Komehyo, Japan’s No.1 pre-loved luxury item business, operates two stores on the second floor of Central@centralwOrld and another on the first floor of Central Bangna. It provides a certificate of authenticity for each item which has passed a careful examination by a Japanese expert under a standardized grading system. A team of brand-name experts are available to help select luxury items to be sent directly from Japan to Thai customers.

Komehyo is launching a special promotion to celebrate its second anniversary in Thailand. Customers who buy items worth 30,000 baht will get to draw a discount coupon with the highest possible value of 10,000 baht, while customers who sell items worth 30,000 baht will receive a Starbucks Card worth 1,000 baht. The campaign is available from 16 October to 16 November 2021. Customers can make an appointment to sell their luxury items in a special private room and can enjoy buying various luxury items at any of the two stores. They can also view the items online at the website and view an online video guide at 

Published : October 19, 2021

Songkhla pattern wins Batik City costume design competition #SootinClaimon.Com

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Songkhla pattern wins Batik City costume design competition

Nattorn Atitcharungchais Songkhla pattern stood out among hundreds of competitors in the Batik City International Contemporary Thai Costume Design Competition 2021.

Nattorn Atitcharungchai’s Songkhla pattern stood out among hundreds of competitors in the Batik City International Contemporary Thai Costume Design Competition 2021.

Itthipol Khunpluem, the Minister of Culture, presided over the online competition on Saturday.

The contest was held under the concept of bringing together batik fabrics from the three southern border provinces (Pattani, Yala, Narathiwat) and four districts of Songkhla (Chana Thepha, Nathawee, Saba Yoi).

As many as 319 entries were submitted, with five making it to the final round.

Songkhla pattern wins Batik City costume design competitionSongkhla pattern wins Batik City costume design competition


Nattorn’s work under the concept “Sunset Nostalgia” won the first prize. Her work introduced fabric patterns from Songkhla batik, inspired by the shadow of the sunset on the sea that changes from emerald green to midnight blue and contrasts with another layer with shades of evening sunlight ranging from orange to purple. The dress combined elements of Street Style and the Cultural Twist with ancient Japanese aristocracy.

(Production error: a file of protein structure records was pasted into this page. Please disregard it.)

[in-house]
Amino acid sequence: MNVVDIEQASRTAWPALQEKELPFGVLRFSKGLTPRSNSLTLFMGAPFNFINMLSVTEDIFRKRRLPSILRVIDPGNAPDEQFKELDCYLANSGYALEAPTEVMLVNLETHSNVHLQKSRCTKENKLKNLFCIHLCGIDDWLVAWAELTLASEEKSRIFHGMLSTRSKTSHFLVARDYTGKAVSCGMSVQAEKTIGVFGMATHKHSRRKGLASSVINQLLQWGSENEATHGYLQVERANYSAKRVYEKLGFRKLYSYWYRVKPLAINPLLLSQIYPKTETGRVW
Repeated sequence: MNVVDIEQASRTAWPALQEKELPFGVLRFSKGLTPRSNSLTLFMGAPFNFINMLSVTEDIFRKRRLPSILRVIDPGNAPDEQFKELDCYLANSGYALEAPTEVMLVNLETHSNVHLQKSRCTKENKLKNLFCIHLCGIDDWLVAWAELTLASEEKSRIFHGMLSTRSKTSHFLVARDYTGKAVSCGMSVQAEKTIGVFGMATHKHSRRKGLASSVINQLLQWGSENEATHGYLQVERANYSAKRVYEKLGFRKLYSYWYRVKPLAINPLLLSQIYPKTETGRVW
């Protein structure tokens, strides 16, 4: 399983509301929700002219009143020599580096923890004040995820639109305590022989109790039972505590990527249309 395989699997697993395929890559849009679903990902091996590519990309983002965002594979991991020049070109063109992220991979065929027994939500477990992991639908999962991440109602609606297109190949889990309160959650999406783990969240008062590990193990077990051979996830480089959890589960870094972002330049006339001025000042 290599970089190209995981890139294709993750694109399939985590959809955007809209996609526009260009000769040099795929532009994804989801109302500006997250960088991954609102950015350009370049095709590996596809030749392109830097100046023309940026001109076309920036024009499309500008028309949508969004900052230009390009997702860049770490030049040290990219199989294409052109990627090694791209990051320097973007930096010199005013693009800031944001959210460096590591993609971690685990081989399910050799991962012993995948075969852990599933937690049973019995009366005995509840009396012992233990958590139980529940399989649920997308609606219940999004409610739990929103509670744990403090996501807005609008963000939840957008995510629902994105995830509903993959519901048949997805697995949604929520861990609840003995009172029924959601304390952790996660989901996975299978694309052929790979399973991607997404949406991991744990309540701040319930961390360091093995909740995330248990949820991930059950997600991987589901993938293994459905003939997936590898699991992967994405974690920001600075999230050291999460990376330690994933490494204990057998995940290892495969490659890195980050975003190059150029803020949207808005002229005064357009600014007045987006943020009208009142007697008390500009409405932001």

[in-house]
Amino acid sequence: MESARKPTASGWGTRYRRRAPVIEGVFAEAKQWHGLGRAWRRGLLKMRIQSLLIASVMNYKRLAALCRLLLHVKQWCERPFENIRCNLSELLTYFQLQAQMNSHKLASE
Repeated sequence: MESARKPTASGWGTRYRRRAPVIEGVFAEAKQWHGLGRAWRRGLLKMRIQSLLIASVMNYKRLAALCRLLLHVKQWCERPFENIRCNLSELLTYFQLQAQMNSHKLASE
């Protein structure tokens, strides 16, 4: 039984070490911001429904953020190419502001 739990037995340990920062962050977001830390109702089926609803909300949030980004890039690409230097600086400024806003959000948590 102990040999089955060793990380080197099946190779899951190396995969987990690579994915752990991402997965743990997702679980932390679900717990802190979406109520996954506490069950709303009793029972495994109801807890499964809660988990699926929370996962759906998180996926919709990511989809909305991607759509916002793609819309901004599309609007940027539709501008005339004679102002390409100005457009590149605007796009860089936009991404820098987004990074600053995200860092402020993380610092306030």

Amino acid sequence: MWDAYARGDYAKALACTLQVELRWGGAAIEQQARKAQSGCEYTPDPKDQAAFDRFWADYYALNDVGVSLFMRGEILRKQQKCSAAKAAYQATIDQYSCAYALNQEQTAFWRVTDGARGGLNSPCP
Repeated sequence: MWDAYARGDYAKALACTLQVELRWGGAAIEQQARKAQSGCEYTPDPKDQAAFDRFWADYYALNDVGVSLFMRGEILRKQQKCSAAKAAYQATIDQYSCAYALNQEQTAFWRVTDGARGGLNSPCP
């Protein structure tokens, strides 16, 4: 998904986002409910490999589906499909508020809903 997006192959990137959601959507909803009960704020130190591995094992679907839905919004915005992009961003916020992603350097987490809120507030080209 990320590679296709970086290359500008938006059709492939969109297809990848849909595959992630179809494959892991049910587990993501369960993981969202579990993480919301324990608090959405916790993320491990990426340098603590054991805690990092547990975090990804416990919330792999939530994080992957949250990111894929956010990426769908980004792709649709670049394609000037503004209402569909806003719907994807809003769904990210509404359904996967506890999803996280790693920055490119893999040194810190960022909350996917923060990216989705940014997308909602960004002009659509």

Songkhla pattern wins Batik City costume design competitionSongkhla pattern wins Batik City costume design competition

The first runner-up was Panupong Khamdee, who used fabric patterns from Batik Derara, Saloma Patek and Dee Na Thap to create a piece under the concept “More in More” by bringing impressions from Hari Raya, the Muslim New Year, to the design.

The second runner-up award went to Leeta Chalitanattakul, who took the history of the fabric from the Kae Phatik entrepreneur to design it under the concept “The beauty of the blind”.

Two other consolation prizes were awarded: to Naphasorn Panichpat, who blended fabric patterns from Raya batik, Kae batik and Adunan batik under the concept of “Ocean Currents”, and to Woranon Wongkitisophon, who took the fabric pattern from Adunan batik to create the concept of “Birth of Southern Thailand”.

Itthiphol congratulated the five winners and hoped that the work of all contestants would spark the use of Thai fabrics from the southern border provinces in a more contemporary form. It is also helping to preserve the national cultural heritage and promote the value of beautiful Thai fabrics and long-standing cultural heritage.

Watch the Fashion Video works from 15 finalists on or YouTube and Facebook of Office of Contemporary Art and Culture.

Published : September 12, 2021

Mikimoto presents precious gifts the timeless beauty of Pearl Month Collection #SootinClaimon.Com

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Mikimoto presents precious gifts the timeless beauty of Pearl Month Collection

Mikimoto, high-end pearl jewelry brand from Japan, welcomes Pearl Month (gemstone for June) with Pearl Month Collection that is filled with unique characters of Mikimoto’s created by haute craftmanship.

Mikimoto presents precious gifts the timeless beauty of Pearl Month Collection

Mikimoto presents the value of purity as gift for all occasion to women. Mikimoto carefully selected the roundest and the most lustrous pearls – the best 1 percent which counts as one in a hundred – together to create jewelries that can be called the “most beautiful”.